Evaluations of IFAD-supported CDD projects universally report that they strengthened social capital in rural communities. Yet there is little “hard” evidence to support these assertions. Measuring and comparing concepts like social capital and social cohesion can be especially challenging. Specific, measurable interpretations vary according to context, even if there is broad understanding, for example, of social capital as trust, relations, and networks.

Qualitative methods seem to be better suited to the measurement of social capital. In Bolivia, for example, an evaluation of the Plan VIDA-PEEP showed that findings on social capital can vary significantly between qualitative and quantitative assessment. The qualitative study looked at the ‘softer aspects’ of social capital, such as mutual trust, social rules and how they are applied, and the creation and strengthening of solidarity networks between participating families and communities. It found that CDD strengthened mutual trust and solidarity networks between participating families and communities. Meanwhile, the quantitative study looked at ‘factual’ indicators, such as group membership and the number of times the respondent has stayed with non-family members outside of the community in the past year. Based on the results of these indicators, it concluded that there was little to no impact on the social capital of rural communities.

But are we right to assume that CDD should have an impact on social capital? Are we perhaps confusing cause and effect? The Plan VIDA-PEEP impact assessment found that in Bolivia, where social relations are strong and CDD projects drive policy initiatives, social capital could be both a contributor to and a result of, good project performance.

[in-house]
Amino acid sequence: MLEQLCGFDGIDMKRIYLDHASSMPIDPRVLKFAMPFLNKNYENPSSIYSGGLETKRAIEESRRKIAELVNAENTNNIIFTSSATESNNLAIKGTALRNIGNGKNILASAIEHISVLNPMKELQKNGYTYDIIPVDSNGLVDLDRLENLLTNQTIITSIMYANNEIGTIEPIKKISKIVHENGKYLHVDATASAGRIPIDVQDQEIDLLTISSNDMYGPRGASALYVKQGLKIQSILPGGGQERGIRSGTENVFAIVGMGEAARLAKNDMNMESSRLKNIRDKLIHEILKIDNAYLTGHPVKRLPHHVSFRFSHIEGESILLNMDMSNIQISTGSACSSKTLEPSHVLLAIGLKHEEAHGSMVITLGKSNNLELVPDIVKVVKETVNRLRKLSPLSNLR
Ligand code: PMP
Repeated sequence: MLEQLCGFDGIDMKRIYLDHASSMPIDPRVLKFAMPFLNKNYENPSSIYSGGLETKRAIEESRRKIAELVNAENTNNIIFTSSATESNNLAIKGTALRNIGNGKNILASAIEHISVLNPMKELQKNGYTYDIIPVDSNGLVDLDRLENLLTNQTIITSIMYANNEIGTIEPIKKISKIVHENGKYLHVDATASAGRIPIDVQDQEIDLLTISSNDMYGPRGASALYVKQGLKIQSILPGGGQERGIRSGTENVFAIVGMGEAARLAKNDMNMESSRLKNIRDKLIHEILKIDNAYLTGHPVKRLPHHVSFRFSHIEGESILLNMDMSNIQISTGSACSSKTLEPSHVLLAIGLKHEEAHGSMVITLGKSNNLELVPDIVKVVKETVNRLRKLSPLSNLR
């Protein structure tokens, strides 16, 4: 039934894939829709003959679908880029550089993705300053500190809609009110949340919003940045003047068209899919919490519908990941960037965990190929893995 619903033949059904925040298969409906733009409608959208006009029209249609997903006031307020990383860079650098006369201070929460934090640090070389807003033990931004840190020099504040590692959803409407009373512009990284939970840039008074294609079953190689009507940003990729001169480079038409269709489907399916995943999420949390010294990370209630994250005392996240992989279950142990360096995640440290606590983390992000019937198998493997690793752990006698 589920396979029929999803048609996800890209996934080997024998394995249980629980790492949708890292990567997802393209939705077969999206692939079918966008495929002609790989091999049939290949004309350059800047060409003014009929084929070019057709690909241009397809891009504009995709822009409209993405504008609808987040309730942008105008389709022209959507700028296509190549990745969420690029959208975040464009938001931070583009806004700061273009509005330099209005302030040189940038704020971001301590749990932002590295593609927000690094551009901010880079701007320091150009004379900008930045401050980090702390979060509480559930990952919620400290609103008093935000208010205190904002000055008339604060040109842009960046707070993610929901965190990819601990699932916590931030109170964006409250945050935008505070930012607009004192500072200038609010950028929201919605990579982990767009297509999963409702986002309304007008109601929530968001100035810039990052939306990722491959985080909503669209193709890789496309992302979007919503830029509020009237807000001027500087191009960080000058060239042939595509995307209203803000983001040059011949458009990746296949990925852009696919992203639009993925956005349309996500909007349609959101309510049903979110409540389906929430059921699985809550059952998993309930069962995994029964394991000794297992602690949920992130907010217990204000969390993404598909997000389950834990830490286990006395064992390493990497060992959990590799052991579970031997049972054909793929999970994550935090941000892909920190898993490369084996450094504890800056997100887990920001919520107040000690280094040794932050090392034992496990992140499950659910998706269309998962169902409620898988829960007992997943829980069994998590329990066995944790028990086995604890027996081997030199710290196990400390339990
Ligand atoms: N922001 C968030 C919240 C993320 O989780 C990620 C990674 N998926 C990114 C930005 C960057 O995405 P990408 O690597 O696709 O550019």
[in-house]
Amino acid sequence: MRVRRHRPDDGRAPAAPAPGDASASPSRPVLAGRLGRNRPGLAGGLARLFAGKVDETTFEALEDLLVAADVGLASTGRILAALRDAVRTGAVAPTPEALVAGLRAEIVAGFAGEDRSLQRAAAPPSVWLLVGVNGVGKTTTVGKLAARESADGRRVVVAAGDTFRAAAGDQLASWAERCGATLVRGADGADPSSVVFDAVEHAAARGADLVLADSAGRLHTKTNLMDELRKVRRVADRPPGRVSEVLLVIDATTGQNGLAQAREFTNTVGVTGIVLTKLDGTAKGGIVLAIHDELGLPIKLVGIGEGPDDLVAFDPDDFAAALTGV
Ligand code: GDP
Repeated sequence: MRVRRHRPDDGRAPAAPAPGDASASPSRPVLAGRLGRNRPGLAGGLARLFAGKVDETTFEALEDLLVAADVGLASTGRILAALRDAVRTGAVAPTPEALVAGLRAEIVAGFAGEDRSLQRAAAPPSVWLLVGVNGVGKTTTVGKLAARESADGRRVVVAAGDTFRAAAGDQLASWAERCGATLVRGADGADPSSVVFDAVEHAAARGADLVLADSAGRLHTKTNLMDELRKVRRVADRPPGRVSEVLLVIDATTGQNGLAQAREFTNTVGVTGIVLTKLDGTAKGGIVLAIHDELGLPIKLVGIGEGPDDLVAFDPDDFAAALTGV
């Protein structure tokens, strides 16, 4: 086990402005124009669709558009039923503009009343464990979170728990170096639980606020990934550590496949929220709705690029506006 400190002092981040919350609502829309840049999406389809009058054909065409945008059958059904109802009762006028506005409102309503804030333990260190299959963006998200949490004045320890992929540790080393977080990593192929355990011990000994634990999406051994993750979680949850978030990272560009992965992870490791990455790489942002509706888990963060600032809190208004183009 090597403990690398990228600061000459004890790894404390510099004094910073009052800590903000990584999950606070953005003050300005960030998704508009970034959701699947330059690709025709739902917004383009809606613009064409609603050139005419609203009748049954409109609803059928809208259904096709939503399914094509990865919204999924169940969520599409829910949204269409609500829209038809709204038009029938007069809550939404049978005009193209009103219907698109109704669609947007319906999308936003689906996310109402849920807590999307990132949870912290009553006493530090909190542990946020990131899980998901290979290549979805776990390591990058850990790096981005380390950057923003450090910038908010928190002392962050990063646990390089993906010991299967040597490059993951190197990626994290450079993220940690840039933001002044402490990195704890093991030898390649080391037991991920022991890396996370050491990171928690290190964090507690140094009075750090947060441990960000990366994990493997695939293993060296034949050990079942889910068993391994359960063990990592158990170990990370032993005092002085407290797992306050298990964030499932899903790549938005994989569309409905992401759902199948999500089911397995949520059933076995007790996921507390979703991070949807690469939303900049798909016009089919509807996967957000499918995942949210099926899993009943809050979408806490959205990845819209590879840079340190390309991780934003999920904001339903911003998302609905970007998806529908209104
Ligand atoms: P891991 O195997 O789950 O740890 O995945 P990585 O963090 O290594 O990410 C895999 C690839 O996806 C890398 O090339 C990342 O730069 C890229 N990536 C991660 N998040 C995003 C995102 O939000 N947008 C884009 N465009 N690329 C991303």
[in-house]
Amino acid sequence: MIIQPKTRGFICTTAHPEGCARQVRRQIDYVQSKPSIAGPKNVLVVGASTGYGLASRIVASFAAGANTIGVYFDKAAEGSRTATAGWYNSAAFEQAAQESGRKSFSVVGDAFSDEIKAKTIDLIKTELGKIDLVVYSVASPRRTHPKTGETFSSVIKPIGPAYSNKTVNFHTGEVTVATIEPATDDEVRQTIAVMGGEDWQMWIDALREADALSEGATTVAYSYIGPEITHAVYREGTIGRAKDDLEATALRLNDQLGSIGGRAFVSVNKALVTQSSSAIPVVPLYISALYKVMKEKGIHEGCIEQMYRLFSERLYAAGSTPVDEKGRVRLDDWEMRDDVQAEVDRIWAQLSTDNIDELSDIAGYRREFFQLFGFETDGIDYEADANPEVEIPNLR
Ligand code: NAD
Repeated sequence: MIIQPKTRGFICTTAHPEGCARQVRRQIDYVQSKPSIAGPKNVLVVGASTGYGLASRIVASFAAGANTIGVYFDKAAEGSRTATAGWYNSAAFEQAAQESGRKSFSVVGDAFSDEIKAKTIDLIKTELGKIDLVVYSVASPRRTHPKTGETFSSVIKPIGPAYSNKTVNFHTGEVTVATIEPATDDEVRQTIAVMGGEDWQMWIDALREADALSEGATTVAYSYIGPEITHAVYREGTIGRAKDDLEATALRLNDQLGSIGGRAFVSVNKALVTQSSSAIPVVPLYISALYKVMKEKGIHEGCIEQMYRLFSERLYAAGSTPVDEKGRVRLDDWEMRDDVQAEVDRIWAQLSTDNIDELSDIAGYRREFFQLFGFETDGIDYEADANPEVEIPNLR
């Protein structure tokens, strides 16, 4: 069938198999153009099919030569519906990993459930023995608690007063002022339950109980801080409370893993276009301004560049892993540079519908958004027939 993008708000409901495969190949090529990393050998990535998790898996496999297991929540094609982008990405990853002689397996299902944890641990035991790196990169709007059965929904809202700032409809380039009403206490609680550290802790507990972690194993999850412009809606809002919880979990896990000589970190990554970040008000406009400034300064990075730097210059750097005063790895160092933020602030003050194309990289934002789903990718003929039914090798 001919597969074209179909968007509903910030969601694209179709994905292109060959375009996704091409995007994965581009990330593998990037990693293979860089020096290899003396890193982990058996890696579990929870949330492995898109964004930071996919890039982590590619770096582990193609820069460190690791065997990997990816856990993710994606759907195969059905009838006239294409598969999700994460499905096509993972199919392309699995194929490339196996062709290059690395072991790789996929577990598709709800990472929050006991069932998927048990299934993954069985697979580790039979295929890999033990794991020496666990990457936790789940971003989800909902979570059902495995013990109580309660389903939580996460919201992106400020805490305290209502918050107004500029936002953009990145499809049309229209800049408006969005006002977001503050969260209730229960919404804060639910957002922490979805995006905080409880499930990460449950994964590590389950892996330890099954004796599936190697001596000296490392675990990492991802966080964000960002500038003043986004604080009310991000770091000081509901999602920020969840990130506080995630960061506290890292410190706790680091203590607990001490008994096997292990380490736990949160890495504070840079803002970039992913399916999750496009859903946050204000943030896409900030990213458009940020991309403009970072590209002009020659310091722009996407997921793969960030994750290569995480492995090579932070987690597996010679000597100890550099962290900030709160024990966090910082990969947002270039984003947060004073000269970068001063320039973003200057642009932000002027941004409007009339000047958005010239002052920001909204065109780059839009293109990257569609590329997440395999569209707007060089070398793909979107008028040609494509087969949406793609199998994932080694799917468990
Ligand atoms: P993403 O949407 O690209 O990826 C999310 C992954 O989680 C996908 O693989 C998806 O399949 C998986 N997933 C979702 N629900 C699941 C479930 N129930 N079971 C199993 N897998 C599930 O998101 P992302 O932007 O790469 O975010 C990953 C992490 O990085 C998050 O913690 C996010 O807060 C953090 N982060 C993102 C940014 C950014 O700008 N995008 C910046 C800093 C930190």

… and yet it seems to work

The evaluation synthesis found that CDD delivered better results, in particular, in marginalized and/or fragile situations. They were  more successful in such areas as promoting gender equality, functional and vocational training of women, formation of groups like savings and credit groups, income-generating activities, and indirectly through investments in projects like drinking-water systems.

There was also evidence that community ownership helped to ensure the sustainability of natural resources and physical assets, but that long-term sustainability also depended on government support. Insufficient government budget allocations to pay for equipment, utility services and staff housing sometimes reduced the sustainability, for example, of schools and health centres.

So CDD remains relevant

This latest synthesis supports the overall view that CDD as a form of people-centred and locally owned development has the potential to address mainstreaming issues such as the formation and strengthening of farmer groups, gender equality, food security and nutrition, natural resources management. It also shows that community-driven development can make a major contribution to effective institutions and participatory decision-making (as envisaged by SDG 16).

The synthesis shows that in our evaluations we need to focus on what we can realistically expect CDD to deliver and consider the specific context in order to know what works under what conditions.


[i] OED World Bank. 2005. The effectiveness of World Bank support for community-based and –driven development

[ii] Guggenheim, Scott. 2018. Comments on 3IE Study on Community Driven Development. In FP2P, Blog by Oxfam GB maintained by Duncan Green.

[iii] Cornwall, Andrea. 2000. Beneficiary consumer citizen: Perspectives on Participation for Poverty Reduction. Sida studies no 2.